• Reviewed more quickly. It’s easier for a reviewer to find 5-10 minutes several times to review a single bug fix than to set aside an hour long block to review one large PR that implements many new features. Large PRs also have a negative compounding affect. Reviewers don’t enjoy getting assigned PRs that try to do too many things at once, and often push them off repeatedly in favor of working on other smaller PRs or more interesting features. The result is that an hour long review turns into a two-day long review because of PR dread.

  • Reviewed more thoroughly. When many separate features are being changed at once, reviewers and authors tend to get frustrated by large volumes of detailed commentary shifting back and forth—sometimes to the point where important points get missed or dropped.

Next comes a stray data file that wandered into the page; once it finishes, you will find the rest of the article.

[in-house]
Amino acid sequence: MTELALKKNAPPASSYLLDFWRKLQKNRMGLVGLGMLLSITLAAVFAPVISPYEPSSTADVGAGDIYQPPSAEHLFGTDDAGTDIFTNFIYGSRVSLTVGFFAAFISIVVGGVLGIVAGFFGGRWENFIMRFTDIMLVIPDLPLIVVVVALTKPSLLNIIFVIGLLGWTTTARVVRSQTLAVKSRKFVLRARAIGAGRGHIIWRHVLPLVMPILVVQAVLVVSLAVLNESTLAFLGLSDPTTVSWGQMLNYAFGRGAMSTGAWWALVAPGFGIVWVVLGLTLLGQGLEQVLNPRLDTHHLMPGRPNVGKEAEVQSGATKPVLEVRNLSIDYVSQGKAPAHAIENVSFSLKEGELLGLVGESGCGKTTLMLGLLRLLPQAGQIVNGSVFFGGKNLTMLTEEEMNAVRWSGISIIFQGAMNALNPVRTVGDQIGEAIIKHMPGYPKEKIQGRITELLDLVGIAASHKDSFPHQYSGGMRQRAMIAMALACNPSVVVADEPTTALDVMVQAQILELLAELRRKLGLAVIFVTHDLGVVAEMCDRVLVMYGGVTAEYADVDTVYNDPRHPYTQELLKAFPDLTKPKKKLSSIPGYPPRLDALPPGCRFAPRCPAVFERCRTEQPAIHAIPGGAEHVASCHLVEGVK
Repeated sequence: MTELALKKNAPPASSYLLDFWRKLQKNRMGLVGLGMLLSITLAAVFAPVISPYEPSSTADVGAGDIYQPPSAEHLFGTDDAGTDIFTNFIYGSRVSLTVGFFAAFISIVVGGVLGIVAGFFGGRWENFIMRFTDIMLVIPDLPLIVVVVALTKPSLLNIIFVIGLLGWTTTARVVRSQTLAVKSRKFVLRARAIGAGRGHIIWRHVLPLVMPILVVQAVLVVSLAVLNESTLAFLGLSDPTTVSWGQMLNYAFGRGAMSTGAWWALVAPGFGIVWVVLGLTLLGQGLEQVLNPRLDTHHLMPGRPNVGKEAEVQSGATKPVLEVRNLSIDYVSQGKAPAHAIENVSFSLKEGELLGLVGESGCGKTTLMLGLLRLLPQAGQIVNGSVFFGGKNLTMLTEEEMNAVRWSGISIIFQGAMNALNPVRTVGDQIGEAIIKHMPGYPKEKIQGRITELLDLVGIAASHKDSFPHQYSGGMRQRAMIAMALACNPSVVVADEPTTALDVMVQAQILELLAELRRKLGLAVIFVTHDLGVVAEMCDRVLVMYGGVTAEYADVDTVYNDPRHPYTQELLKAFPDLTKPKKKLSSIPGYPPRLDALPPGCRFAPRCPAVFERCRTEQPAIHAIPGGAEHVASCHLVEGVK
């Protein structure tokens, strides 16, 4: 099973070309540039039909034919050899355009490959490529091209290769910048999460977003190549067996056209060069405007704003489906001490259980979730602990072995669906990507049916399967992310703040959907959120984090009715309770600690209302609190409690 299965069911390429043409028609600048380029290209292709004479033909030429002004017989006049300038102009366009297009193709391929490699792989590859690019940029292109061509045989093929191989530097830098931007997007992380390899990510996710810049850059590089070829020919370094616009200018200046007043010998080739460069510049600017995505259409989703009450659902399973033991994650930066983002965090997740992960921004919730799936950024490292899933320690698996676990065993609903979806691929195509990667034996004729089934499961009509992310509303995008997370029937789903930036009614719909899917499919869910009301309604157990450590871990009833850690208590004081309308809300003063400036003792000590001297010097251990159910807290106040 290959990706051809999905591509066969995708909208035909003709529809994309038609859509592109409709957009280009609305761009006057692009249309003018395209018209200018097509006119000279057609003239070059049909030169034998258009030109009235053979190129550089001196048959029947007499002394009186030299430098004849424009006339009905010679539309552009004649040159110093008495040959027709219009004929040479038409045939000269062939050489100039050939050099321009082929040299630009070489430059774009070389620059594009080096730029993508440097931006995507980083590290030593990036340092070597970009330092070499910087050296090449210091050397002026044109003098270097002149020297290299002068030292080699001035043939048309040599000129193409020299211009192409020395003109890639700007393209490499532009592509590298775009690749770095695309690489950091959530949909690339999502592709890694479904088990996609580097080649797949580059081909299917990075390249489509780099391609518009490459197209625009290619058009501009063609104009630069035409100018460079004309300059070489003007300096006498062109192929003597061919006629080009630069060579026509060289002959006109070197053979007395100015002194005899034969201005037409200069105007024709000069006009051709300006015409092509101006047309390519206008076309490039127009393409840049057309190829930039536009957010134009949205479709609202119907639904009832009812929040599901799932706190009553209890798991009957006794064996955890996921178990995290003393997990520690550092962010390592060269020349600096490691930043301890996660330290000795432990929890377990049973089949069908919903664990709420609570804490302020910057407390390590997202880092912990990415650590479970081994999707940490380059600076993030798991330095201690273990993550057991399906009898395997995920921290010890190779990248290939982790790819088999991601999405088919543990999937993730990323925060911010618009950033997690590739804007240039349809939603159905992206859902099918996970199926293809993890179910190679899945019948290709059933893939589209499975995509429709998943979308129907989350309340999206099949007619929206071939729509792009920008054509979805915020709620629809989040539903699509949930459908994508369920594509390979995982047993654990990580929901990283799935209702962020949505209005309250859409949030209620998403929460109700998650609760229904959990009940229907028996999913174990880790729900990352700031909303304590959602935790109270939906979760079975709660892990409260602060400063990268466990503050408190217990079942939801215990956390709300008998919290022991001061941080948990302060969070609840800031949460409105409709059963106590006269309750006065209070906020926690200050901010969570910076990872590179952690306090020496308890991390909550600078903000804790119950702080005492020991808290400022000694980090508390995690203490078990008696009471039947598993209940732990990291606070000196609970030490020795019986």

• Less likely to introduce bugs. Since you’re making fewer changes, it’s easier for you and your reviewer to reason effectively about the impact of the PR and determine if a bug has been introduced.

  • Less wasted work if they are rejected. If you write a huge PR and your reviewer says that the overall direction is wrong, you’ve wasted a lot of work.

  • Easier to merge. Working on a large PR takes a long time, so you will likely have lots of conflicts when you eventually merge because the main branch will be past the original point of your branch.

  • Easier to design well. It’s a lot easier to polish the design and code health of a single change than it is to refine all the details of multiple changes at once.

  • Less blocking on reviews. Sending self-contained portions of your overall change allows you to continue coding while you wait for your current PR to be reviewed.